Friday, June 20, 2008

The bicycle and the kite

The relative calm in Gaza gives us a chance to look yet again at how news photographers and editors use their biases to either evoke a mood or subtly tilt a story. They use a combination of selecting the photos and choosing the captions to get their point across.

Here are two pictures from Gaza:

In the first picture we see a a young man flying a kite on top of a ruined building. The second shows a man riding a bicycle in what appears to be a fairly idyllic town.

The caption for the first:
A Palestinian boy flies a kite as he stands on a building destroyed in recent years of conflict with Israel in Rafah, southern Gaza Strip, Thursday, June 19, 2008. Guns went quiet as a six-month truce between Israel and Gaza Strip militants took effect early Thursday, but there was widespread skepticism about its ability to hold. The cease-fire, which Egypt labored for months to conclude, aims to bring an end to a year of fighting that has killed seven Israelis and more than 400 Palestinians — many of them civilians — since the Islamic militant group Hamas wrested control of Gaza a year ago
In what is almost certainly a staged photo, the youth chooses to fly a kite in a place where he cannot easily run and the kite could probably get caught in a building or pther ruin. The caption together with the contrived photo subtly make the point that Palestinian Arab youths just want to play like all kids, but Israel has created a situation where that is all but impossible.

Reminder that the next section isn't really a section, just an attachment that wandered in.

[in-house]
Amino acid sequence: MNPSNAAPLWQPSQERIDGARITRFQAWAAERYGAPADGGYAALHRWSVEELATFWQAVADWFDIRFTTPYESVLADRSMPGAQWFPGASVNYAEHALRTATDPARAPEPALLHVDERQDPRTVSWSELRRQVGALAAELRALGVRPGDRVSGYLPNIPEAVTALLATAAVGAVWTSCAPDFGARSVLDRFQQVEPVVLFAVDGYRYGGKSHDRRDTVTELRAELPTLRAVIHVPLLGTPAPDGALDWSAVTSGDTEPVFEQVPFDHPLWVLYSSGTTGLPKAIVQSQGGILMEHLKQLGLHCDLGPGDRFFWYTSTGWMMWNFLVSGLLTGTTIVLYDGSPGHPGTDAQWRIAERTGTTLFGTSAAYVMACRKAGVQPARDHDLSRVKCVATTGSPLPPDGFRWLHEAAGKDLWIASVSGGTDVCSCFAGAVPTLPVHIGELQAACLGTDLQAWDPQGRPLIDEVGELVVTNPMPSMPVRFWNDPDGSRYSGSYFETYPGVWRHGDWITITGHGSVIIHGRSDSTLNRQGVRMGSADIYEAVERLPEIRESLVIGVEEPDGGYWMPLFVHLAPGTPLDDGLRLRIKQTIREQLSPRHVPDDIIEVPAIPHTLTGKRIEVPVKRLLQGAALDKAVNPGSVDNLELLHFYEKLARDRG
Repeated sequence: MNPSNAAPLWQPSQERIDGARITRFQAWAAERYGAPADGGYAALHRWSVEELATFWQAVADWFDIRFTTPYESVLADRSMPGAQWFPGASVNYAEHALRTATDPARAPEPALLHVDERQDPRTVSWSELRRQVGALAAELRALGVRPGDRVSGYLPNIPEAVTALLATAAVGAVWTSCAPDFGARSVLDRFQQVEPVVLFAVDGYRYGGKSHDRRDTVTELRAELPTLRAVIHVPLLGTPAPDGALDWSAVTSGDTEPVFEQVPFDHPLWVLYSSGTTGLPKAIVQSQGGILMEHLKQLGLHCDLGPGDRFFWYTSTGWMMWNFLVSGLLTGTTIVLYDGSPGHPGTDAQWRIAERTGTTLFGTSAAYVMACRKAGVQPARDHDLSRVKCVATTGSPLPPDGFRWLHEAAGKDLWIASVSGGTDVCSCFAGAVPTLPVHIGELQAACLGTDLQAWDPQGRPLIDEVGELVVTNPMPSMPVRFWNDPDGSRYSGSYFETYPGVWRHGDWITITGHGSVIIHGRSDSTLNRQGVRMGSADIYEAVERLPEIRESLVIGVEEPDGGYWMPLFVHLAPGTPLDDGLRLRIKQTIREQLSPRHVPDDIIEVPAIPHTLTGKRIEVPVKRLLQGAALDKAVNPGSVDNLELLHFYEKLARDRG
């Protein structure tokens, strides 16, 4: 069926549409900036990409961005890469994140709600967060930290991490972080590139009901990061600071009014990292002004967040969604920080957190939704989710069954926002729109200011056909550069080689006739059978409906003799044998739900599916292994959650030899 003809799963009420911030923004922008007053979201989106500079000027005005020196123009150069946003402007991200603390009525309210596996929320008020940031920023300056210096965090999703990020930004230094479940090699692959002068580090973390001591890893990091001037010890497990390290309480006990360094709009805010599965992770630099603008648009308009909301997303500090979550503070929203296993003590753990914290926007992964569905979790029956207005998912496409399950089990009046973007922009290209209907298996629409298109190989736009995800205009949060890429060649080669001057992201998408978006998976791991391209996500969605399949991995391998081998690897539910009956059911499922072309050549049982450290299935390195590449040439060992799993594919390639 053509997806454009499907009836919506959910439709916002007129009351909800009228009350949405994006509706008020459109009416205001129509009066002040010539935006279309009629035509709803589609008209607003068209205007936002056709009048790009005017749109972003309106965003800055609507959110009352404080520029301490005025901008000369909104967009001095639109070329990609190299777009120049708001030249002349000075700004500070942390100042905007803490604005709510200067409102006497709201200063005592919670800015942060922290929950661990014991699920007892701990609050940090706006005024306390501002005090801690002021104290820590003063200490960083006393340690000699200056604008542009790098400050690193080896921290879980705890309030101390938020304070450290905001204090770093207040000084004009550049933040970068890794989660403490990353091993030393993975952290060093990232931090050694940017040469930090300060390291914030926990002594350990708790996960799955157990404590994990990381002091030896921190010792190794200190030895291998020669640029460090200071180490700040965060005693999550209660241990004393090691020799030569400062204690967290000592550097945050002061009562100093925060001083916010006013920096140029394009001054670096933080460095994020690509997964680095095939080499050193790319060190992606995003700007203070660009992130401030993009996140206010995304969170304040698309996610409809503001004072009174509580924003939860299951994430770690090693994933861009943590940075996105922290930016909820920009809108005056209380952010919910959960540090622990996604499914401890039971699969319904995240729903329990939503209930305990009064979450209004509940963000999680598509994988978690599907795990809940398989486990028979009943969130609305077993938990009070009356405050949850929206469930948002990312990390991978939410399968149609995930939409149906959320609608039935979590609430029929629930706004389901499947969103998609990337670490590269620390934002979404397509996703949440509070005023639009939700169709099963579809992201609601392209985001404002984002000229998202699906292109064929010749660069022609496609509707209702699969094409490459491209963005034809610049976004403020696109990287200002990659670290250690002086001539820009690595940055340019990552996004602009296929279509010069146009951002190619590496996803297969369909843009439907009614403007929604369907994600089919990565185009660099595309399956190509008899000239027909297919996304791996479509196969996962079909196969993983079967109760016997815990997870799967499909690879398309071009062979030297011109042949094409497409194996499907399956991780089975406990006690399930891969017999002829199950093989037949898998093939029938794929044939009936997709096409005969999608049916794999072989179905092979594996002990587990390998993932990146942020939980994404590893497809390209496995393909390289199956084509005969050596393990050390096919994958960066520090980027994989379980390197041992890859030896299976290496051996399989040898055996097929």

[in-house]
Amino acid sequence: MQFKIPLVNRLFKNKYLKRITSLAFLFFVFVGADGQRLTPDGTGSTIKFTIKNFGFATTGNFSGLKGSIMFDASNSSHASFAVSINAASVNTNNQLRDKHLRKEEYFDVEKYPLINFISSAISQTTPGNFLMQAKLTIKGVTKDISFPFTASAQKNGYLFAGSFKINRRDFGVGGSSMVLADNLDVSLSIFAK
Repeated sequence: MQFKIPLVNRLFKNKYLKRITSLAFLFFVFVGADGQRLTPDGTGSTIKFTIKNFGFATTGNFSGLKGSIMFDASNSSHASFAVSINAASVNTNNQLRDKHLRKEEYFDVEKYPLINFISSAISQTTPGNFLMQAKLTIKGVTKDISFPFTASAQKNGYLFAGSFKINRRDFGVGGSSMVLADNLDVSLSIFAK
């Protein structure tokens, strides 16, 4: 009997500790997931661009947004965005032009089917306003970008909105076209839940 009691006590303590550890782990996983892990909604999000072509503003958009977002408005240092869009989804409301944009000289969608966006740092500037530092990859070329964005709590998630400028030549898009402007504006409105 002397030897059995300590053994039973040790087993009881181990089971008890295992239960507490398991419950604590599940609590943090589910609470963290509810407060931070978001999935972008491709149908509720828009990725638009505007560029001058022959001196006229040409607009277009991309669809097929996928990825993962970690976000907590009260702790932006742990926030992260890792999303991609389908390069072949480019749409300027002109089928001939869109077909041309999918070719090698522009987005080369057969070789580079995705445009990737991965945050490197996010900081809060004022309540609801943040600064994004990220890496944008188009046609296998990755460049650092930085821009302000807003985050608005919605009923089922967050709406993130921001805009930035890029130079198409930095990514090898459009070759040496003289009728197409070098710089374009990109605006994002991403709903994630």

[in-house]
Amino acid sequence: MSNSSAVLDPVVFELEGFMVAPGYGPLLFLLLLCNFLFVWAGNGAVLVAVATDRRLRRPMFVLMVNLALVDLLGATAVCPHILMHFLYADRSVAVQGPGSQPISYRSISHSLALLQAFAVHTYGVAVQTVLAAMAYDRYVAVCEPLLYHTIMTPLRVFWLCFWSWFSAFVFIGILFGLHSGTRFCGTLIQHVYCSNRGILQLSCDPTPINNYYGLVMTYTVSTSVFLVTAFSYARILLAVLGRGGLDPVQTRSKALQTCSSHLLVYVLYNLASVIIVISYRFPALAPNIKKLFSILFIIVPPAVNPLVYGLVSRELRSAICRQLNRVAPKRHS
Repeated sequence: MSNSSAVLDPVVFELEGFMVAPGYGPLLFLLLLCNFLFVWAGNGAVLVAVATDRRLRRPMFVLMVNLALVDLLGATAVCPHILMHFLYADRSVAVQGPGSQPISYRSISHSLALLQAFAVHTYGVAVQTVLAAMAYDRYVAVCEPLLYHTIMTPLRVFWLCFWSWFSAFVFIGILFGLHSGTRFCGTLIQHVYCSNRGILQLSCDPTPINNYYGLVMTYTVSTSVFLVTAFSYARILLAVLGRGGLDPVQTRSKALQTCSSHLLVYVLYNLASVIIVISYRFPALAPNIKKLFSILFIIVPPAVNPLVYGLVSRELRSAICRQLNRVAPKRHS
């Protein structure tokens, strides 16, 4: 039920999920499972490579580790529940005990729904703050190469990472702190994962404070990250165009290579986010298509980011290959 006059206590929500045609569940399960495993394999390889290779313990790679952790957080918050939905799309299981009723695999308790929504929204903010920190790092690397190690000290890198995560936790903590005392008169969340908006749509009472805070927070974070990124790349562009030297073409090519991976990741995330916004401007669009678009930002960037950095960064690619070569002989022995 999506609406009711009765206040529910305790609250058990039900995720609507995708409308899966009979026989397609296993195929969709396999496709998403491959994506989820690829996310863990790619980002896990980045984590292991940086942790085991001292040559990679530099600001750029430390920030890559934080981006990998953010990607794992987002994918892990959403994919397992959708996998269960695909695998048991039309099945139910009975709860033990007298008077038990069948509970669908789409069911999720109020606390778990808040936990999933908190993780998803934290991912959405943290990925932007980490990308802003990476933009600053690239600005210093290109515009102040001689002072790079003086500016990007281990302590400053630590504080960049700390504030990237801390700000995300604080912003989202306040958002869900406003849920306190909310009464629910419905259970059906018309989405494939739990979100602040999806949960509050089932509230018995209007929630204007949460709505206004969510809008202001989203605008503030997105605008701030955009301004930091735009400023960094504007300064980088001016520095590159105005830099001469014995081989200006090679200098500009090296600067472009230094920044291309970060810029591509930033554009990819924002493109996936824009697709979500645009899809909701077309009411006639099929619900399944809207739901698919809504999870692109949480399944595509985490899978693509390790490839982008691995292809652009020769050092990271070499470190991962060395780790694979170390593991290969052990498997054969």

How about the second photo? It can certainly be used to evoke the same idea, that of Palestinian Arab lives slowly returning to normalcy during the cease fire. But it was taken a month ago, before the cease-fire, and its caption means to blame Israel for something else:
A Palestinian man rides a bike with his child on board in the Jebaliya Refugee Camp, northern Gaza Strip, Tuesday May 20, 2008. Defiant Gaza residents are persistently finding ways around Israeli-imposed fuel restrictions. Owners of gas-run cars are converting to liquid gas. Drivers of old diesel cars use vegetable oil mixes, and two engineers converted a car to run on electrical batteries - and are now open for business.
Did no Palestinian Arabs ride bikes before fuel shortages? Did none of them fly kites before the cease-fire?

The implication in both cases is no, they did not. They are forced to ride bikes because of Israel and they were all cowering in fear before the cease fire.

For further indications of media bias, do a Google image search on "Jabalya refugee camp." You will see many violent images - bombed out buildings, people firing guns. You will be hard-pressed to find any images like the one above, of a clean, wide residential street with no visible damage, in what looks more like a small town than a refugee camp.

When photographers want to blame Israel for all of Gaza's problems, they will make sure that their photos reflect the idea that all of Gaza is a war zone with constant fear of Israeli bombings. But when one wants to blame Israel in a different frame of reference, his image of Jabalya is suddenly different - we are accidentally seeing a side of Jabalya that almost certainly represents how it really looks and that few news photographers would ever purposefully reveal.